Claire and Sam had been attending our RIG meetings. After one session the suggestion was made: I could train to become a CAS Master Teacher after which our RIG meetings could be classed as CAS Hub meetings.
This provided a huge boost to our support and widened the network exponentially. CAS then agreed to allow our RIG meetings to be held at the CAS HQ in North Star, Swindon.
When in 2017 I commenced my NPQH studies I could hand over the running of the RIG to James, secure in the knowledge that he had CAS behind him too.
We still meet termly – everyone is welcome.
I was invited to become a Leading Teacher for ICT (as it was) in 2010 then an SLE (Specialist Leader of Education) for Computing (as it became) in 2013. In the meantime I set about creating a group who could share good practice around the use of technology in schools. There had been network meetings led by a LA employee called Anna but when that role was discontinued there was a danger of Swindon not having any support for computer teaching.
I formed the Research and Innovation Group for Computing. The Swindon Teaching School, especially David Hughston, were a great support from the outset. As an SLE for the STS I could use their facility at Drove to host gatherings. With James and Eve I set about creating a Scheme of Work to provide ideas for teaching the new Computing curriculum. I persuaded Mike, the Head of Goddard to host a Scheme of Work launch day for which we had 47 attendees. Our subsequent Scheme of Work was adopted by many Swindon Primaries as a go-to text.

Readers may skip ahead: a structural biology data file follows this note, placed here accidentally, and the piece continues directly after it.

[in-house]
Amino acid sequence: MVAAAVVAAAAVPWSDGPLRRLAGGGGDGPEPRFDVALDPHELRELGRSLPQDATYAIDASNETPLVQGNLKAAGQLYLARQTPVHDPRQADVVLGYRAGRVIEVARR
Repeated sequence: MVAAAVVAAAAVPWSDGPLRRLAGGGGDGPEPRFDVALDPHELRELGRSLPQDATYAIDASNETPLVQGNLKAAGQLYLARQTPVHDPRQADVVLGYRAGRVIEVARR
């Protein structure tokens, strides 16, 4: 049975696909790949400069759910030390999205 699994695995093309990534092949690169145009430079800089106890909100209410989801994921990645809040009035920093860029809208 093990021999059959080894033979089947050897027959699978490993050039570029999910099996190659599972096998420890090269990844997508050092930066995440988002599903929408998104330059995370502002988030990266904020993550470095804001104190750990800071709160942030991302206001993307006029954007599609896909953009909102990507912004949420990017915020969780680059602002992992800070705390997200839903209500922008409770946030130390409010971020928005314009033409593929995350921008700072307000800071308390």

To widen the provenance of our RIG beyond the Swindon Teaching School, I formed the SSCP: The Swindon Schools Computing Partnership. In these years the RIG moved between many Swindon schools who agreed to host us. I built the www.swindonrig.net website and James and I created the Cartoon Assessment System.
We met every term, had many visiting speakers, shared what we knew and attendance was always free of charge.
Over time a network developed that is now established in Swindon and the surrounding area. What we needed was a new permanent base.
The projectors, and subsequently the Clevertouch smart boards beamed out in front of my class imagery and interactivity in support of every subject that we studied. Although my focus was on learning learning, as it were, and of exploring how schools were expected to teach tech, I couldn’t help but bring aspects of technology-assisted learning into every subject, and most lessons. There were two outcomes: I found myself enjoying teaching all subjects (ok, with the notable exception of PE!) and I came to realise how very cross-curricular the act (soon to be named the subject) of computing actually was.
To my surprise – almost my consternation – I realised how few teachers in Swindon were applying tech to their lessons as a matter of course. It occurred to me that perhaps I could share some of what I was doing.
On graduating Bath Spa in ’06 and having met my future wife Rachel there I felt on top of the world!
I nearly didn’t apply for the job at Bishopstone but Rachel and I were both going for schools in Swindon and I had no idea what 0.6 meant (2 days off a week for the whole first year, it later transpired!)